Make your own lock picks - Part 2

Series: Make your own lock picks
Part 1: Grind out a simple lock pick
Part 2: Make a tension wrench
Part 3: Advanced lock pick profiles

In this series, I'll show you how to make a set of high-quality lock picks from stuff you either already have laying around the house, or materials that are easy to acquire for cheap.

In the second part of this series, I will show you how to make a tension wrench. Tension wrenches are usually made of spring steel. They're inserted into the keyway with the lock pick to apply a slight amount of turning force to the lock cylinder. This helps the locksmith feel when the pins hit the shear line, and keeps set pins from falling back down. It's difficult (and silly) to even try picking a cylinder or wafer lock without a separate source of tension, so this should be considered a must-have tool.

Tools and things you will need to follow along doing it my way:

  • Beer (very important, or not. But good to have)
  • A rotary tool such as a Dremel would be helpful
  • Grinding discs for the dremel
  • Two pairs of pliers or adjustable crescent wrenches
  • Diagonal Plier Cutters (Dikes)
  • Eye protection
I've found that it's more trouble than it's worth to make a tension wrench with a hack-saw blade. The tension wrench should be narrow and provide lateral spring.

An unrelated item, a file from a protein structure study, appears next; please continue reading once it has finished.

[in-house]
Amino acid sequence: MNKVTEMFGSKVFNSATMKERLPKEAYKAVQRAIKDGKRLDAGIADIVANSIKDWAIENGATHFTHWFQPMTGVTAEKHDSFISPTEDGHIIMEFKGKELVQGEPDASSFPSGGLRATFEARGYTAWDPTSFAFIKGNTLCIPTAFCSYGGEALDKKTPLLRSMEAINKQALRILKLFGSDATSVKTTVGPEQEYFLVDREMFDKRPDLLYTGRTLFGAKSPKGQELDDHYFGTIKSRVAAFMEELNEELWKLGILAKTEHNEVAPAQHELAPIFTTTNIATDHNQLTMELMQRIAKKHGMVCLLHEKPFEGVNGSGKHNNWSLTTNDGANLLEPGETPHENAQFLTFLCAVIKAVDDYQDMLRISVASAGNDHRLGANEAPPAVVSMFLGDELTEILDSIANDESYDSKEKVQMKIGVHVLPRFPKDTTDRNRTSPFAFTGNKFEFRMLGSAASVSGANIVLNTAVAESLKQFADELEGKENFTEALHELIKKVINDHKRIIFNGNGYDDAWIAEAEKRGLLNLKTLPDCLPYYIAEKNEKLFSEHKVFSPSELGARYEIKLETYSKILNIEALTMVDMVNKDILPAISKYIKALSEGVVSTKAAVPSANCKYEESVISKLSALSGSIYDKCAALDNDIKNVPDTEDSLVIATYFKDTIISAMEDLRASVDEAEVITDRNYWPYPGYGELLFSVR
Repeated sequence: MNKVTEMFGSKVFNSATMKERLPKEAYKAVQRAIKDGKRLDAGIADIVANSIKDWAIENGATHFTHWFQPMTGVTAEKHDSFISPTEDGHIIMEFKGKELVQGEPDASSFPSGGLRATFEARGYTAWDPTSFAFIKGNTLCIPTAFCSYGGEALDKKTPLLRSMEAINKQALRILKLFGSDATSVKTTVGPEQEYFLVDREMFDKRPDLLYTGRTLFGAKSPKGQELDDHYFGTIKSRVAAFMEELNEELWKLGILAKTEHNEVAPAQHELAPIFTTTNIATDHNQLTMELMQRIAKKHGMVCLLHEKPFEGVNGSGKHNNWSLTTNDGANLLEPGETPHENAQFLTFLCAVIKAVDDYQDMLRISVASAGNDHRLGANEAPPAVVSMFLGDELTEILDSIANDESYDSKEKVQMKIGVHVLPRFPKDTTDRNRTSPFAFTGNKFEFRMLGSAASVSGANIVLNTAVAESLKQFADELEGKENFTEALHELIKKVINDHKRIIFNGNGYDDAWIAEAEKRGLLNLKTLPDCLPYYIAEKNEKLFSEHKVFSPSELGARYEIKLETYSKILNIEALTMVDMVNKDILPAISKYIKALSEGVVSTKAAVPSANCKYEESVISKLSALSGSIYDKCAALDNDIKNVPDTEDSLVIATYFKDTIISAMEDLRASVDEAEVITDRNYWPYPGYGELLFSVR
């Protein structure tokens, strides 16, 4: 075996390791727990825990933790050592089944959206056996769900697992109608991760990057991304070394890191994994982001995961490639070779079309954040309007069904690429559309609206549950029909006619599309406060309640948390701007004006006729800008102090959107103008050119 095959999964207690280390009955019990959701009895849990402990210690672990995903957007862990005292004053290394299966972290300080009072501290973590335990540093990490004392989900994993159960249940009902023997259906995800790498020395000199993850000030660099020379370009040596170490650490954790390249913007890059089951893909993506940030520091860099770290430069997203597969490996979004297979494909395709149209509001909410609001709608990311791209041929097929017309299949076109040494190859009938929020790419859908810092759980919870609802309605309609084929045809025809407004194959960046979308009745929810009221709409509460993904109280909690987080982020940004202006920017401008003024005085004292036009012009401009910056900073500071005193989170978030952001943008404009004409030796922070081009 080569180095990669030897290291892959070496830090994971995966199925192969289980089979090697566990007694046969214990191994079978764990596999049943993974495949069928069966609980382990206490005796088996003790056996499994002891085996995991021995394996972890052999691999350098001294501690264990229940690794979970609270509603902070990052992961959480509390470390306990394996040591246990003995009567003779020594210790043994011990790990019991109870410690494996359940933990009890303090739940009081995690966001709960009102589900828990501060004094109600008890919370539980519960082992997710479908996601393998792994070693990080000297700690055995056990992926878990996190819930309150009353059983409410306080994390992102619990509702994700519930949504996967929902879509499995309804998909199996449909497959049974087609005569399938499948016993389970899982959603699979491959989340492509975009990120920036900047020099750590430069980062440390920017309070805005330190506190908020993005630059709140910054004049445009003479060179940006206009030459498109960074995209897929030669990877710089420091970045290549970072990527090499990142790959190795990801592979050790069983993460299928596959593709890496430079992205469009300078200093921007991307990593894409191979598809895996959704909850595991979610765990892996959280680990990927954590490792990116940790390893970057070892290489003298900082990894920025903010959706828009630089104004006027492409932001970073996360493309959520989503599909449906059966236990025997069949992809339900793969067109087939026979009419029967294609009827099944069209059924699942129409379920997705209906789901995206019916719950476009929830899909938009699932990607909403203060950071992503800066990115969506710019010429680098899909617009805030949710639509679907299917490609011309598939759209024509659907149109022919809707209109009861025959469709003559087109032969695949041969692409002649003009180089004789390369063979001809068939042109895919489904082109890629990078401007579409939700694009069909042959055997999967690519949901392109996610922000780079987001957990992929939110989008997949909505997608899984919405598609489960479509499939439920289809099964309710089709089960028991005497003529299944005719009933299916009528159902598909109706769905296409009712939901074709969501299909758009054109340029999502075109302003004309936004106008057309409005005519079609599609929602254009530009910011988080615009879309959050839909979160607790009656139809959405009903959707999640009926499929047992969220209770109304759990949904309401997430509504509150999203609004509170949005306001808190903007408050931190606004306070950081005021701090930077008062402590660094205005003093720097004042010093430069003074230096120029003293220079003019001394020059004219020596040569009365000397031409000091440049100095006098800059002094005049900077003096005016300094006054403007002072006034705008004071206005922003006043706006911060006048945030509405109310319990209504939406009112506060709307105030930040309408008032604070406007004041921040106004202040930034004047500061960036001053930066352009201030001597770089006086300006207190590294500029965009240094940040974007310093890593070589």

Making tension wrenches from windshield wiper blades:
I thought I was going to have to go dumpster diving on my way home from work this afternoon to find an old wiper blade in the trash bin behind some car parts store. As luck would have it, I found some old blades in the middle of an industrial park on my way home. They'd been run over and mangled, but that's okay.

Using pliers, remove the blades and the metal rails around them.

Here are the parts we're after. They look a lot like those street sweeper bristles, don't they? You can throw away the rest of the wiper blade and arm assembly.

Using pliers, bend the wiper blade rail as shown. Bent this way, the long part will act as a spring to give us more control over the tension applied to the lock cylinder when we go to use it.

Break out the dikes and cut off the excess length of rail.

One wrench is bent at about 90 degrees. The other one is a bit more obtuse than that. The obtuse angle wrench will come in handy once in a while.

If you wiper blade rails didn't have the narrow spot toward the end like mine did, then treat the wiper rail as a street sweeper bristle.

Making a tension wrench from a street sweeper bristle:

First, using pliers or crescent wrenches introduce a 90 degree twist at the end of the bristle about 3/4" from the end.

Start twisting...

And voila!

Next, gently introduce a light and round bend to the end of the bristle. If you crease too hard, it will crack and you'll need to start over again.

The wrench should now look like this:

We don't really need to polish the tension wrench, as it won't need to glide softly past the pins or tumblers in the lock the way the individual picks do. You may wish to grind any sharp edges off, though:

Here we have the small diamond rake pick and the three different tension wrenches.

Bonus: you can make tension wrenches out of girly things such as hairpins or the underwire out of an old bra.

Series: Make your own lock picks
Part 1: Grind out a simple lock pick
Part 2: Make a tension wrench
Part 3: Advanced lock pick profiles

blog comments powered by Disqus